News Video | Policy | GPs | Hospitals | Medical | Mental Health | Welfare | Search

 


Storm of criticism of staff may not be helpful

MEDIA RELEASE

from the Royal New Zealand College of General Practitioners


5 December 2007


Storm of criticism of staff may not be helpful

The attack of the “name, shame, blame” culture enveloping Wellington Hospital is likely to be counter-productive, believes the leading promoter of quality practice in primary care, the Royal New Zealand College of General Practitioners.

Instead, the College of GPs believes the formula to obtaining and sustaining a quality clinical environment is:

- Having standards agreed by those who use them, rather than having them imposed

- Having a comprehensive organisational commitment to continuously seek quality improvements

- Accepting that sometimes things go wrong, and having mechanisms in place to learn from these events – particularly tragic ones.

“Experience shows that blaming one person, for what is a ‘system’ failure will only drive problems underground, with errors hidden,” says College president Dr Jonathan Fox, whose own Meadowbank (Auckland) practice holds Cornerstone accreditation.

Medical care, he points out, is never 100 per cent sure of success. People are different, and their bodies may react differently to treatments. Some procedures carry more risk.

The College of GPs has just been successful in obtaining Government funding for every general practice to go through its Cornerstone accreditation programme.

Cornerstone requires general practices to have a ‘Significant Events Management” log recording not only major events that went well, but incidents, accidents, complaints and ‘sentinel events’ – those that have a significant effect on the patient, resulting in permanent disability and death. The log becomes the catalyst for analysis and for learning.

The College’s 2002 publication Significant Events Management notes that “errors can be expected, even from good people in the best organisations. SEM takes a ‘no-blame’, systems approach to examining error. The analysis focuses on how and why the defences failed rather than who failed.”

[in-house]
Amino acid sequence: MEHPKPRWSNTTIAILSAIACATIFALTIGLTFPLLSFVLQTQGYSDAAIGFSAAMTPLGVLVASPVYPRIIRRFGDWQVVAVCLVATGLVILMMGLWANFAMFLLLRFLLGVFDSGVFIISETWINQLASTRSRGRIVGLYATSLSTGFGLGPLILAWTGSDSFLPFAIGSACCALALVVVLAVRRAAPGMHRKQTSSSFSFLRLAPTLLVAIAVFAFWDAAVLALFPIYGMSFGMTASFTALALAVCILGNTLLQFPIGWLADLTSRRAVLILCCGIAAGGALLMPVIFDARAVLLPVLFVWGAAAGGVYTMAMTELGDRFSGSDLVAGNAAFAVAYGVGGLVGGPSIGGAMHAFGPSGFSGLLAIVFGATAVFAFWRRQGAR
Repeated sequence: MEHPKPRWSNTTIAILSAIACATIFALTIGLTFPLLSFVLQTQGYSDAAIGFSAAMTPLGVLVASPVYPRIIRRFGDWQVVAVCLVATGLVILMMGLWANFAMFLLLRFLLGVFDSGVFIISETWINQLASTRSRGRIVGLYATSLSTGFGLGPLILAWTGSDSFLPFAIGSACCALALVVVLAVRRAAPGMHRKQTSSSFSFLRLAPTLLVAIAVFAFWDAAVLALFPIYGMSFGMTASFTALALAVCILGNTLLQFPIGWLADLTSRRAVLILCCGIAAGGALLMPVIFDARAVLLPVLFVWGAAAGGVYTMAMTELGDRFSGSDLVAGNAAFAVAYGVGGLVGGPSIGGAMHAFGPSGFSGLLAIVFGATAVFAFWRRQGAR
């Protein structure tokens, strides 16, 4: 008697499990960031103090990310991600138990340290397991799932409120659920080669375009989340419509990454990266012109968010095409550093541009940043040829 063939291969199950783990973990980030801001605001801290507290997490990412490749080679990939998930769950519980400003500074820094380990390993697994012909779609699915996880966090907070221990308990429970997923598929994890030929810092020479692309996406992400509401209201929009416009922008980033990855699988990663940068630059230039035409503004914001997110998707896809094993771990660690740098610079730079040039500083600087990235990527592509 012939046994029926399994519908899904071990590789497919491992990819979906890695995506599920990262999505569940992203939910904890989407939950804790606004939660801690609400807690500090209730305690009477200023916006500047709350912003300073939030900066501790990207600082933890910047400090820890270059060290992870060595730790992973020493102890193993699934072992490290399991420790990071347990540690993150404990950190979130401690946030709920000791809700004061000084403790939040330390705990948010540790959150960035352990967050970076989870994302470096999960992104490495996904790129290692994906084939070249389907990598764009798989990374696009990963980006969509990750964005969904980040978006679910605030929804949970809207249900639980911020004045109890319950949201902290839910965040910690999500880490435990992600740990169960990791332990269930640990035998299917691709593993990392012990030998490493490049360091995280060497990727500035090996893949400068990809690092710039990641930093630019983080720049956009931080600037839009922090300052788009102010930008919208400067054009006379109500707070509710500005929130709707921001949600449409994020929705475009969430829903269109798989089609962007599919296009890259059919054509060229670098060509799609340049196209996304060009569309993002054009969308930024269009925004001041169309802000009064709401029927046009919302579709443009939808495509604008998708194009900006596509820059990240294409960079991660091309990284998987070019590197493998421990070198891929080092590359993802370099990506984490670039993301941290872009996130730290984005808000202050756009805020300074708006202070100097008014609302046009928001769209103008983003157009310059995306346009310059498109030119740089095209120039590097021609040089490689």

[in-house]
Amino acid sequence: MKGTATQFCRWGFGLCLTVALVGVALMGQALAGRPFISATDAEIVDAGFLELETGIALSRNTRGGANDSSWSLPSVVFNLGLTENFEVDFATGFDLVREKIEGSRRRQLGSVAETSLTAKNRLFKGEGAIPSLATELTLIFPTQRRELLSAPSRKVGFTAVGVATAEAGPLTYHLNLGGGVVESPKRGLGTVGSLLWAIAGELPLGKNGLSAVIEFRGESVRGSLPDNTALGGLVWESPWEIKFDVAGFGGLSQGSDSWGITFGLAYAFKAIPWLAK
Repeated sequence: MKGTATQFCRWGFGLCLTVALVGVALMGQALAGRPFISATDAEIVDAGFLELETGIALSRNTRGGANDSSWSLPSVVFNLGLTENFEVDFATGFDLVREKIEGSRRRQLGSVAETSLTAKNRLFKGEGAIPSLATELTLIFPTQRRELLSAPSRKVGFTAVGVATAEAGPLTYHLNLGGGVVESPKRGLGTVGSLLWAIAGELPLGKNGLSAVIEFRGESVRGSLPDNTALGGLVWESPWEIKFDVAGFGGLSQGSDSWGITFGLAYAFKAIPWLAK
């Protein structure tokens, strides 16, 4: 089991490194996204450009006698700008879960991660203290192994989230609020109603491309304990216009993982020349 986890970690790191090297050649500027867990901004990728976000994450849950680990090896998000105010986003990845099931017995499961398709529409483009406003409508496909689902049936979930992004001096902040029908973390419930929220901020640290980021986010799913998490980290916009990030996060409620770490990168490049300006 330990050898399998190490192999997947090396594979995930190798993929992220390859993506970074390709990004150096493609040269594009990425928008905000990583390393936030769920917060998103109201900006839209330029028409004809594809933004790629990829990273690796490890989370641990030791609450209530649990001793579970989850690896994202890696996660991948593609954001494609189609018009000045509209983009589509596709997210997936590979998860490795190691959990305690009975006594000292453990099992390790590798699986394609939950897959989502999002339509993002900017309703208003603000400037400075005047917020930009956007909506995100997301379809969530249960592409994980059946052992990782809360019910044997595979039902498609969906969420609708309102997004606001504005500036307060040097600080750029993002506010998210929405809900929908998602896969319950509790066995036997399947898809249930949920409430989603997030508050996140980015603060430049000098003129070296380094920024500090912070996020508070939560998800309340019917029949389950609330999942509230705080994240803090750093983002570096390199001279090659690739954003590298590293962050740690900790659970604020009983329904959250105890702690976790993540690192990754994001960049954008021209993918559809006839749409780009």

“Change in the defences then reduces the likelihood of accidents occurring,” Dr Fox said. And people learn from the mistakes.

The whole Cornerstone programme is based around standards for general practice developed by GPs, practice nurses and practice managers.

As part of the College’s mission to improve the health of all New Zealanders, one of this country’s leading researchers in primary care, Associate Professor Susan Dovey is currently working to produce a proactive comprehensive strategy on patient safety in primary care.

“Health care has become so complex that all systems must work well, particularly communication,” Professor Dovey said.


ENDS

© Scoop Media

 
 
 
 
 
Culture Headlines | Health Headlines | Education Headlines

 

Electronica: Restoring The World’s First Recorded Computer Music

University of Canterbury Distinguished Professor Jack Copeland and UC alumni and composer Jason Long have restored the earliest known recording of computer-generated music, created more than 65 years ago using programming techniques devised by Alan Turing. More>>

ALSO:

Scoop Review Of Books: Almost Getting Away With Murder

The Black Widow by Lee-Anne Cartier: Lee-Anne Cartier is the sister of the Christchurch man found to have been murdered by his wife, Helen Milner, after an initial assumption by police that his death, in 2009, was suicide. More>>

Howard Davis: Triple Echo - The Malevich/Reinhardt/Hotere Nexus

Howard Davis: The current juxtaposition of works by Ralph Hotere and Ad Reinhardt at Te Papa perfectly exemplifies Jean Michel Massing's preoccupation with the transmigration of imagery in a remarkable triple echo effect... More>>

Scoop Review Of Books: Nō Tāu Manawa

Vaughan Rapatahana responds to Fale Aitu | Spirit House by Tusiata Avi: "fa’afetai Tusiata, fa’afetai, / you’ve swerved & served us a masterclass corpus / through graft / of tears & fears..." More>>

9 Golds - 21 Medals: NZ Team Celebrates As Rio 2016 Paralympic Games Close

The entire New Zealand Paralympic Team, led by kiwi sprinter and double gold medallist Liam Malone as flag bearer, are on the bus to the Maracanã Stadium in Rio de Janeiro for the Closing Ceremony of the Rio 2016 Paralympic Games. There, they will celebrate the fantastic successes of the past 10 days. More>>

ALSO:

New Zealand Improv Festival: The Festival Of Moments To Return To The Capital

The eighth incarnation of the New Zealand Improv Festival comes to BATS Theatre this 4-8 October , with a stellar line-up of spontaneous theatre and instant comedy performed and directed by top improvisors from around New Zealand and the world. More>>

ALSO:

Get More From Scoop

 
 

LATEST HEADLINES

 
 
 
 
Health
Search Scoop  
 
 
Powered by Vodafone
NZ independent news